With all the vitriolic and just bizarre phraseology being thrown around on the campaign trail ("severely conservative"?), there's one word that really needs to go. And that is "elite."
The biggest violator is former House Speaker Newt Gingrich, who learned quickly (he must have been an elite student) in South Carolina that he won points for calling the media "elite." This was in response to a question about how he treated his former wife when he was having an affair with his current wife and attacking former President Clinton for having an affair. Nice pivot for Gingrich, and it helped him dominate the South Carolina debate. But it's stunningly disingenuous, as anyone with Gingrich's education (he has a Ph.D.) should be able to see.
Most people in the media find it hilarious to be called "elite" by people who made many, many times—even hundreds of times—as much money as they did last year. The fact that one of the candidates, former Gov. Mitt Romney, made much of his money not by working, but by collecting cash on investments in other people's work, makes the comparison even more stark.
But Gingrich's repeated use of the phrase is particularly striking. He was speaker of the House, putting him third in line to the presidency and making him an indisputable member of the political elite. He has a doctorate and was a college professor, putting him in the academic elite. He has assets of at least $6.7 million, not including homes and other non-income producing items, according to a Roll Call analysis, and 15 years after coming to Congress, was making 60 times his original congressional salary. That clearly puts him in the financial elite. Oh and he used to be a paid commentator on Fox News Channel, the most widely watched cable news outlet. One would think that that puts him in the dreaded media elite.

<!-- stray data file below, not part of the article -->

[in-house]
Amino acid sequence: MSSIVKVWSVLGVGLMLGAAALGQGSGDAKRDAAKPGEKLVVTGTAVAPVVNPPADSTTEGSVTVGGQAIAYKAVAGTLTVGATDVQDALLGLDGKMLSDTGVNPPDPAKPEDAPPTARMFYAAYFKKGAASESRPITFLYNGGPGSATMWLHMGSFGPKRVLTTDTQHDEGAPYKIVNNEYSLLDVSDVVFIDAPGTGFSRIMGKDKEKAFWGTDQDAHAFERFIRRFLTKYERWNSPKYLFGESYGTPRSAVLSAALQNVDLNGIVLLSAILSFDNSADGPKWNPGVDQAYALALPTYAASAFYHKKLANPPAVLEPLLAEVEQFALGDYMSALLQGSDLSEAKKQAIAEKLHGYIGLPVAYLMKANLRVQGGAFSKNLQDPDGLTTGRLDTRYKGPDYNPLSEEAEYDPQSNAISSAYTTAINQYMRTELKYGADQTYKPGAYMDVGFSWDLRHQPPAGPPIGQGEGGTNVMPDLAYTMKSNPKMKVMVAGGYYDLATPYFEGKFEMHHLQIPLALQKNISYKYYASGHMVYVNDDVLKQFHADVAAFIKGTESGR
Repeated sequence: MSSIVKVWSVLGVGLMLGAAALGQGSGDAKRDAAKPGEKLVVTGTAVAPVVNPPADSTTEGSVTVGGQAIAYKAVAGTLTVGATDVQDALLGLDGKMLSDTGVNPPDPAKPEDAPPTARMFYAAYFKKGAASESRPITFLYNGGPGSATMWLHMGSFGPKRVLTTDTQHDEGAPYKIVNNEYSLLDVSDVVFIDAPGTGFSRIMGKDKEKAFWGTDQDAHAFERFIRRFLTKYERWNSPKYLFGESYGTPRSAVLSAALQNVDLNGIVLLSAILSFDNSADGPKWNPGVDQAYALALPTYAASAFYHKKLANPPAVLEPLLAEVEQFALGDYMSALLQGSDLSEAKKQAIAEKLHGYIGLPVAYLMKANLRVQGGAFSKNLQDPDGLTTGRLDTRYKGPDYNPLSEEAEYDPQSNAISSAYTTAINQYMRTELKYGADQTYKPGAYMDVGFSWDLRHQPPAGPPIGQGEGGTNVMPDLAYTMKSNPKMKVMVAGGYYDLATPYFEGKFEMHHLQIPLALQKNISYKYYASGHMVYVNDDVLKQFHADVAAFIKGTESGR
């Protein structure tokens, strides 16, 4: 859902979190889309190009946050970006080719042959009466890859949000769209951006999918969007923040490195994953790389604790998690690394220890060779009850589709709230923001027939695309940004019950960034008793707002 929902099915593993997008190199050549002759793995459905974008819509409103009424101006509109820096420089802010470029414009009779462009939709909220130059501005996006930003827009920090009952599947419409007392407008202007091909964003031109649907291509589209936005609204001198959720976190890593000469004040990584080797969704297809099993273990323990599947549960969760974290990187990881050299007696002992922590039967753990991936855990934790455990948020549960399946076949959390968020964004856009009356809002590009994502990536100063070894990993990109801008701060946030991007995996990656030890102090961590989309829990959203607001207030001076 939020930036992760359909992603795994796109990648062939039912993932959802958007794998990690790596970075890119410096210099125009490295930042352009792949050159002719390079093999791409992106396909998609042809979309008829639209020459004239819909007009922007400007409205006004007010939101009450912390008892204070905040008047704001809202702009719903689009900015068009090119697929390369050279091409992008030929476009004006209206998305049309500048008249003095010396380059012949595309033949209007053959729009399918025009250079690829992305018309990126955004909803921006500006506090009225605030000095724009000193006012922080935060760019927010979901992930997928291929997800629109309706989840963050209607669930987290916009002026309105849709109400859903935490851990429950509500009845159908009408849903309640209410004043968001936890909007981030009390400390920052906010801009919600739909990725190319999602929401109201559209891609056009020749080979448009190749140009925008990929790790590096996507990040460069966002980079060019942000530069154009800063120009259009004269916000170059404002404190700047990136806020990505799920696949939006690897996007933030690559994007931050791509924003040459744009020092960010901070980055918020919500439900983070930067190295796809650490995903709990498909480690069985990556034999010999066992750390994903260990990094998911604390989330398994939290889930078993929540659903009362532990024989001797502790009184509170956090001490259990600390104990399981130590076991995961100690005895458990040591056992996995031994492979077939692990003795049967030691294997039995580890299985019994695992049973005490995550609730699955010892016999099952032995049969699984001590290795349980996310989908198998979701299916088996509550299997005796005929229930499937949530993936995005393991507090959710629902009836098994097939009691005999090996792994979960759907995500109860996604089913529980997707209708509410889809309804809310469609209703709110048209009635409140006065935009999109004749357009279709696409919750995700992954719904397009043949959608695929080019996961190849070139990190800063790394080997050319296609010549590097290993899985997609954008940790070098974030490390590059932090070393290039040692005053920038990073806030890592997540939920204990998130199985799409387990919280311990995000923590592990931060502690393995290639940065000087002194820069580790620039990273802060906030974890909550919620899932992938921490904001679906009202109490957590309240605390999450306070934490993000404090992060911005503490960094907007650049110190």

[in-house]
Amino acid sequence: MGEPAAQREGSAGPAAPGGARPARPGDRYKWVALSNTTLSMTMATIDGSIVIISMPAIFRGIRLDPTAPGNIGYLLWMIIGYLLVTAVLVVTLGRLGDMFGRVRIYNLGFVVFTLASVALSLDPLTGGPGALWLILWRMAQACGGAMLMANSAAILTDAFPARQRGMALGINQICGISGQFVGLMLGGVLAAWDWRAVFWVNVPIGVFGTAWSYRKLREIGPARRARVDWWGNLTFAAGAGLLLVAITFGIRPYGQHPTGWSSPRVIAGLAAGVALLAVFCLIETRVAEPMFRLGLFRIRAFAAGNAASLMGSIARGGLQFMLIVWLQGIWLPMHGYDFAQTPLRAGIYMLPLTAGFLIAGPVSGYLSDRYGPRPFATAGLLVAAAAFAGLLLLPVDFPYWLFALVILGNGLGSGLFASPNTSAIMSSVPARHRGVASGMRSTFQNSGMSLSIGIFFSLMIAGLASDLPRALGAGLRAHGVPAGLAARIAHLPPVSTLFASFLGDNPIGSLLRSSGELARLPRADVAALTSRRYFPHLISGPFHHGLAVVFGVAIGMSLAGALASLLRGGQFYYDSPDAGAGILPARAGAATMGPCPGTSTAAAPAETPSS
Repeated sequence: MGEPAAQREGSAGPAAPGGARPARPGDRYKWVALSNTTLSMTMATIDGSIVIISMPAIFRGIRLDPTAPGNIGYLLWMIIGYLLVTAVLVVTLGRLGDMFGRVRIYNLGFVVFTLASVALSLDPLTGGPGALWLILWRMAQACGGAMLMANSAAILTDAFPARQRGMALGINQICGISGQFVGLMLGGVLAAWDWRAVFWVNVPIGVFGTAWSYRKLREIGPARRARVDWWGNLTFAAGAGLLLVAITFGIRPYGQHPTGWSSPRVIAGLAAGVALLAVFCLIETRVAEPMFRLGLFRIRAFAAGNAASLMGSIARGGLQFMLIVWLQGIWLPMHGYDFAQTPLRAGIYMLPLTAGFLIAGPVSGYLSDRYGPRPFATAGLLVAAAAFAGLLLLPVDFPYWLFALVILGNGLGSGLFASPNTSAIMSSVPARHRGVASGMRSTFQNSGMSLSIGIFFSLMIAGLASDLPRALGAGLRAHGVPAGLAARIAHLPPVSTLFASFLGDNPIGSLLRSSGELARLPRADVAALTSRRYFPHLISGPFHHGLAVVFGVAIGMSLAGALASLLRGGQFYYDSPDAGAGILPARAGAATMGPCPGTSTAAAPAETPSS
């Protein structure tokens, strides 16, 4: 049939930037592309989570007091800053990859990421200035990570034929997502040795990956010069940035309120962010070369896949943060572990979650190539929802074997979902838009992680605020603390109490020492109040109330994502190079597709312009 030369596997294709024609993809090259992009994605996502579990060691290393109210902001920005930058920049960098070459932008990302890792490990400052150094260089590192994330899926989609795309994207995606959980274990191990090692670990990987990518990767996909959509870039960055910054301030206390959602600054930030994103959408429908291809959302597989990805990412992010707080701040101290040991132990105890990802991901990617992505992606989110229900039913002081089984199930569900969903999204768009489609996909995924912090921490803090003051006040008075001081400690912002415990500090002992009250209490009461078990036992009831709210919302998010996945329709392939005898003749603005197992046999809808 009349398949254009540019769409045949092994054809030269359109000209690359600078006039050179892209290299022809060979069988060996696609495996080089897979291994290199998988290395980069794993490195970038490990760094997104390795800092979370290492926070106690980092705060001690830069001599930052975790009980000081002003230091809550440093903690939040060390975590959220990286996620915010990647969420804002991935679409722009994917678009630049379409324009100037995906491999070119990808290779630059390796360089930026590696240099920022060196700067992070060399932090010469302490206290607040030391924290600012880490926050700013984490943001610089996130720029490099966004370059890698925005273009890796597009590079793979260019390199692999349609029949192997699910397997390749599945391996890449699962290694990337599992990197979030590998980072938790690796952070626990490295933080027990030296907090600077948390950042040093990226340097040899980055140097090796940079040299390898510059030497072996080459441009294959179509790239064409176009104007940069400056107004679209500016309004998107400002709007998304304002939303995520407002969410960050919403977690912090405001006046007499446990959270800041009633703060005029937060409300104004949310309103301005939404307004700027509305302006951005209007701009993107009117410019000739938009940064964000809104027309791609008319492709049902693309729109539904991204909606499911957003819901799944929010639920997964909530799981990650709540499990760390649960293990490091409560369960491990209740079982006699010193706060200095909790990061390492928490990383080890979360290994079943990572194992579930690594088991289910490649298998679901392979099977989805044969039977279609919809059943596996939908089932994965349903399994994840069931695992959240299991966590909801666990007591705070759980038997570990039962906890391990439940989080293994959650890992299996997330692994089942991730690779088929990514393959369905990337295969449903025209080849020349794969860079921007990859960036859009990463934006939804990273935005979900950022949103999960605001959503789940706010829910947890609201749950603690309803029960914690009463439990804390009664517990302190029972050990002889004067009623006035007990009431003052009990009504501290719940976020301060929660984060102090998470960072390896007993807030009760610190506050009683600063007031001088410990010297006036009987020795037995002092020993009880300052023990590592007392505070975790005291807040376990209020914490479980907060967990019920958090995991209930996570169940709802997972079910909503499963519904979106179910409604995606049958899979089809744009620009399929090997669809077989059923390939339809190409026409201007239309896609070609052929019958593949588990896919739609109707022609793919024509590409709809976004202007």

So what is Gingrich's problem with the so-called "media elite?" Is it that he just doesn't like being questioned? That's not uncommon among many people in power, but if Gingrich imagines he can have the most elite job in America—president of the United States—he better get used to it. Or maybe the next debate panel questioners should come from a media outlet Gingrich finds less threatening—perhaps the old Children's Express. Of course, he better be careful about that, too. They might ask him about his plans to make kids do janitorial work in their schools.